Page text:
The various tubes that pass over and around the manifold are conveniently protected or lagged by a cover 25, held in position conveniently to the engine block. There is also a shield 26 placed behind the radiator in line with the mani- 5 fold and the various tubes associated therewith, such shield having for its objectto prevent cooling draughts of air from causing dissipation of the heat radiated from the manifold. There is a fuel tank 27 that will be used for the supply of [0 the lighter starting fuel such as petrol, whilst the bulk fuel tank is referenced 28. A tube 29 leads from the startingfuel tank, as does a pipe 30 from the bulk tank, and these junction at a two-way valve 31 that permits either of the fuels to be admitted to the carburettor. In fact, if desired, the valve can be of such a nature that a mixture of fuels is admitted. This admission of fuel to the carburettor isthrough the medium of a tube 32 that also passes over the manifold and is lagged by the cover 25. The tube 32 may have a by-pass leading direct to thecarburettor.

The operation of the arrangement is as follows.

Starting up is on the lighter fuel contained in the tank 2'7, and on such fuel the carburettor functions in the normal manner. The efficiency thereof is, however, increased by the admission of a heated mixture of gases into the manifold through the tube 24, the composition of the said gases being controlled by the regulator 17. The arrangement can therefore be used with a low boiling fraction, and used in such manner there will be a considerable economy in fuel. When, however, it is desired to use it for a higher boiling fraction such as kerosene, the engine is allowed to become hot and the'two-way valve 31 is then operated so that the lighter boiling fraction is turned off and the higher boiling fraction is admitted to the carburettor. It will be i10 noted that the tube 32 leading the fuel to the carburettor is pre-heated, also that the air admitted to the carburettor is pre-heated. Furthermore; the gas passing from the sump and also the water passing to the regulator are both 1 pre-heated. Finally, the mixture of gases and water or water vapour discharged from the regulator through the tube 24 is pre-heated before being passed into the manifold. Furthermore, the pre-heating effect in the various stages dei11 scribed is encouraged by the fact that the shield 26 prevents undue radiation of heat. It will further be noted that the regulator 17 is itself in juxtaposition to the engine and manifold.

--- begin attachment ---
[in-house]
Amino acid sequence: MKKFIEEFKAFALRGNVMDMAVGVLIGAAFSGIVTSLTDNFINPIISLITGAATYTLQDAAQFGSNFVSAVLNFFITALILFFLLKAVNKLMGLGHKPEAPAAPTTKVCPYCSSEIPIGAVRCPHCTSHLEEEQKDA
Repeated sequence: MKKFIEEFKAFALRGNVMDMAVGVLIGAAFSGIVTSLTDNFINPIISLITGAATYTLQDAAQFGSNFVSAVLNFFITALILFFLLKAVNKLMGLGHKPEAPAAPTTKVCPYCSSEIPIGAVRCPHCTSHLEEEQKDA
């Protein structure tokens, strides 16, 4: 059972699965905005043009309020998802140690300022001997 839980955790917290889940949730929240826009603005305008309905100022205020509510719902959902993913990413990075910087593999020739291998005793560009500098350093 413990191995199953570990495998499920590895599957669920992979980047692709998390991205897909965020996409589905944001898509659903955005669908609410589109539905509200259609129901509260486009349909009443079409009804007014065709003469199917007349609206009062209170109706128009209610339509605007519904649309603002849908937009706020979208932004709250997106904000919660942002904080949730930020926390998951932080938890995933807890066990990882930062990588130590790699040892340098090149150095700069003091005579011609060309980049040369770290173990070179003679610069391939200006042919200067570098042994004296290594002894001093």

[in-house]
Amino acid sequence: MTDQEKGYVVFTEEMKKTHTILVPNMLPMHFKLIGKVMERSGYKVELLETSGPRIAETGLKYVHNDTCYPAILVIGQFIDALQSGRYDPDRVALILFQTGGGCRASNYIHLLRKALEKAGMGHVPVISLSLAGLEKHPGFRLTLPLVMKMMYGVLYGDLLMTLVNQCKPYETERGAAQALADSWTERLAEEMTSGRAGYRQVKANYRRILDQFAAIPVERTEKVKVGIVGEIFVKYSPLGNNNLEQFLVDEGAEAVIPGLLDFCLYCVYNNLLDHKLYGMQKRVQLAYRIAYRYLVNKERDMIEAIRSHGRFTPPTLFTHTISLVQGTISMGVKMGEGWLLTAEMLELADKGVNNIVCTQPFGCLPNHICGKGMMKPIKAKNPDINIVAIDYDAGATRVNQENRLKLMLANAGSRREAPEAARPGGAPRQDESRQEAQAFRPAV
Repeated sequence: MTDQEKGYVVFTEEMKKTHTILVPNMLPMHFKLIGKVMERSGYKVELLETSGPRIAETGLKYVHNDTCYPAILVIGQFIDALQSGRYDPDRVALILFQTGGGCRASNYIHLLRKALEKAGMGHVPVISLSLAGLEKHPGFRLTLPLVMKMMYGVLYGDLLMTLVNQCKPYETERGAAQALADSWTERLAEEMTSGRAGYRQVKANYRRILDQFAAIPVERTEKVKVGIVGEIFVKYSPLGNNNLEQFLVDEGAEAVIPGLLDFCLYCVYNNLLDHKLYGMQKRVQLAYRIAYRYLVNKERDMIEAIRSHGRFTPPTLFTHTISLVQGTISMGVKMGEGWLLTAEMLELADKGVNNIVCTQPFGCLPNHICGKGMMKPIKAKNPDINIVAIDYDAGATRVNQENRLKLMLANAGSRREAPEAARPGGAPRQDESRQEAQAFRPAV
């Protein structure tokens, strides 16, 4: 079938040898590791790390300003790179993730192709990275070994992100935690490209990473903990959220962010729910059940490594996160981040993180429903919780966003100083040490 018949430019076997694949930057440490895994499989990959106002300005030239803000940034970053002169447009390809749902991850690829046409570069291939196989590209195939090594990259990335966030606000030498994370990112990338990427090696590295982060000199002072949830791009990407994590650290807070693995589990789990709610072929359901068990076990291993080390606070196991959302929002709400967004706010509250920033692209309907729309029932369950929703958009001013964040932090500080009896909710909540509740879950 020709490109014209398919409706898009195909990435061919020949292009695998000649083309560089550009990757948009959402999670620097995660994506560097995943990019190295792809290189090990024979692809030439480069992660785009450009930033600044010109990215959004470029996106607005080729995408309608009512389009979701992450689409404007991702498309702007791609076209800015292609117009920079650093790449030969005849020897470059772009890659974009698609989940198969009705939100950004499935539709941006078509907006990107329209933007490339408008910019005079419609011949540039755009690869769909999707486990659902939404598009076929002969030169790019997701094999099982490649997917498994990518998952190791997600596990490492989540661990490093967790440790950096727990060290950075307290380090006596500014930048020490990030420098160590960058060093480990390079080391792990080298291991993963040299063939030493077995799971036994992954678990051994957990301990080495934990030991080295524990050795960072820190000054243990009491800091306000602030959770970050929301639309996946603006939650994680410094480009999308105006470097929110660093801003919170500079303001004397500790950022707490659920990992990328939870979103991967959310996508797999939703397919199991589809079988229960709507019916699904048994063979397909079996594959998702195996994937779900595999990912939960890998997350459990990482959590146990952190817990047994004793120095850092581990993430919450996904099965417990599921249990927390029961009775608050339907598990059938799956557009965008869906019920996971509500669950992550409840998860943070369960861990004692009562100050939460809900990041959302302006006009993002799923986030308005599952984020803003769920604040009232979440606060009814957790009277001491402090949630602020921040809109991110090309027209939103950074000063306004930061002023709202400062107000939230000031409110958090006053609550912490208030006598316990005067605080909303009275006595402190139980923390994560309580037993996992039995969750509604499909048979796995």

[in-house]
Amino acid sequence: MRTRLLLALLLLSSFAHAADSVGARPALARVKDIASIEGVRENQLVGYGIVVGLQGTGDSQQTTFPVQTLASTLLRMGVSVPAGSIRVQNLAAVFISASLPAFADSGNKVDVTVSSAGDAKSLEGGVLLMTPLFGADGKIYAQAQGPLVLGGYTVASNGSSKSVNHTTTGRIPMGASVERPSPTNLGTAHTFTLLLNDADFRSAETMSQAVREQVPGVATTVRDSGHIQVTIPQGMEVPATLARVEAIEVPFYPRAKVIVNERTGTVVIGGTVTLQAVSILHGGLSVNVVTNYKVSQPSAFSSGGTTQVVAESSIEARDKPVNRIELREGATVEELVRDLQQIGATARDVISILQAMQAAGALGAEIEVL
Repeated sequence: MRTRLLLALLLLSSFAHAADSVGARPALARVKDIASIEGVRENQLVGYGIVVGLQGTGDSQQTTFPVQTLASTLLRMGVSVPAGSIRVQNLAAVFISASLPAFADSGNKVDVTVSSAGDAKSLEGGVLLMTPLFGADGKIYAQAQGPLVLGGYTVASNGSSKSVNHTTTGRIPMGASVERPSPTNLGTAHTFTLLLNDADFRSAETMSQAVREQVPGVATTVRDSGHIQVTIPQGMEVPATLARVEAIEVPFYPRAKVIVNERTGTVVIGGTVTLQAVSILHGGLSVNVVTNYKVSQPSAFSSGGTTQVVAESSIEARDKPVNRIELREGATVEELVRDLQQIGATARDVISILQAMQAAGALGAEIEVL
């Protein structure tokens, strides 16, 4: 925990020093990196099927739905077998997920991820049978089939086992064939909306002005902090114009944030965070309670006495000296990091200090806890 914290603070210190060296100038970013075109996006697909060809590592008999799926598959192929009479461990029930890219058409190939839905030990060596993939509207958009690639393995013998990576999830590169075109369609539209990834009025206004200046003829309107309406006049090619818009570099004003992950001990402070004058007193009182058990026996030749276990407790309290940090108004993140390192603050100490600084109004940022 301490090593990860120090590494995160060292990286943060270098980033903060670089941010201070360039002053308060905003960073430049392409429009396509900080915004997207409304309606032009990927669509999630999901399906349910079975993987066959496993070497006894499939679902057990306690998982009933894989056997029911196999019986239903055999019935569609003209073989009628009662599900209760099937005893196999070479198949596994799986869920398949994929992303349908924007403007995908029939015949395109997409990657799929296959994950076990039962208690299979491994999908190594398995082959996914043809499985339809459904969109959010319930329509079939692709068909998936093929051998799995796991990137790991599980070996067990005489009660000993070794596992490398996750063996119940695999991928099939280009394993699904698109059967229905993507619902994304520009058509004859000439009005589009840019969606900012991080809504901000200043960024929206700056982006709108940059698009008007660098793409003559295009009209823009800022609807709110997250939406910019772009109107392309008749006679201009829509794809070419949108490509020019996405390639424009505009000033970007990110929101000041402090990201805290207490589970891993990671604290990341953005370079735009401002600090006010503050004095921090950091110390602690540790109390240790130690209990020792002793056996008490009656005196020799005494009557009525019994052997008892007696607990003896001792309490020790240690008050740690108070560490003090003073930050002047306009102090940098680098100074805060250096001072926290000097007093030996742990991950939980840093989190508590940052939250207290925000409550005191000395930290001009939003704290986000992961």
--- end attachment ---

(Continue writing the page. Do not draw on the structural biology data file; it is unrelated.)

An important feature of this invention is therefore that there is efiicient pre-heating of-the air, fuel, andsupplementary gases or vapours. Such pre-heating'may be effected by the waste heat from the manifold or exhaust pipe, or indeed by any other source of heat.

I claimz- Improvements in and relating to fuel 'supply systems of internal combustion engines, comprising a water tank; a tube leading from the said tank and then being heated; a regulator; a valve controlling the admission of water to the said regulator; a tube in communication with the sump, such tube being heated and placed in communication with the regulator; a valve controlling the discharge of heated gases and vapour from the regulator; a tube connected to the said valve and being heated and then led into the manifold; a tube leading the hydrocarbon liquid ice

Referenced by
Citing PatentFiling datePublication dateApplicantTitle
US2723652 *Oct 26, 1953Nov 15, 1955Sr George KukovacCombination charge forming vaporizer and carburetor for internal combustion engines
US3980055 *Oct 4, 1974Sep 14, 1976Charles Leonard WebbFuel saver and pollution control device
US4204504 *May 15, 1978May 27, 1980Dabrio John WFuel heating, air metering valve unit for engine air inlet system
U.S. Classification123/25.00B, 123/554, 123/544
International ClassificationF02B47/02, F02D19/00
Cooperative ClassificationF02M25/022, F02B47/02, Y02T10/121
European ClassificationF02M25/022, F02B47/02